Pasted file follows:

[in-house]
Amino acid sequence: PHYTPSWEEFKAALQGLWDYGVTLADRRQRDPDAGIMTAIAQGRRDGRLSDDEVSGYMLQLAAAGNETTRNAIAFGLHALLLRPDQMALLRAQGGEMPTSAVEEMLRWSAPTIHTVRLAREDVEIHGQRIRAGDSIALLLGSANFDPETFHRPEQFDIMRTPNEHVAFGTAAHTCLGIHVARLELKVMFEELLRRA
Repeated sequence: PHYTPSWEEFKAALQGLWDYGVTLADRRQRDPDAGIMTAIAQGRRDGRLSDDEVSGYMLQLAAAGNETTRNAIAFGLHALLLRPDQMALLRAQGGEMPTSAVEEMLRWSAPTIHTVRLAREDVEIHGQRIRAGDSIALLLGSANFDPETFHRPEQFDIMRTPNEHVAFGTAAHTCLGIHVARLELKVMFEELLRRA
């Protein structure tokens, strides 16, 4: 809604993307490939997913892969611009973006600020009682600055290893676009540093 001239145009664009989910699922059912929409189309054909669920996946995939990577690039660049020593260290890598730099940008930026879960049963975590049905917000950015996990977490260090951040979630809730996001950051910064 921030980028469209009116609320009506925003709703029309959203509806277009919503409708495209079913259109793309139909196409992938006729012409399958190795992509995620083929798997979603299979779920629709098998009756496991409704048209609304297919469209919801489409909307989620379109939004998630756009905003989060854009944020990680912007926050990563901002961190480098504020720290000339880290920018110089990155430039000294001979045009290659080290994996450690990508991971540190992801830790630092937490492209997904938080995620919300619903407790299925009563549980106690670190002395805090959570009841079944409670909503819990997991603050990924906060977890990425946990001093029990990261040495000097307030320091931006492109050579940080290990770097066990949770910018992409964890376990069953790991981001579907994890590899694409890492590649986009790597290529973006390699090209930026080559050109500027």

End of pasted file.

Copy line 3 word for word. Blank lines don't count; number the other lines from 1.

Repeated sequence: PHYTPSWEEFKAALQGLWDYGVTLADRRQRDPDAGIMTAIAQGRRDGRLSDDEVSGYMLQLAAAGNETTRNAIAFGLHALLLRPDQMALLRAQGGEMPTSAVEEMLRWSAPTIHTVRLAREDVEIHGQRIRAGDSIALLLGSANFDPETFHRPEQFDIMRTPNEHVAFGTAAHTCLGIHVARLELKVMFEELLRRA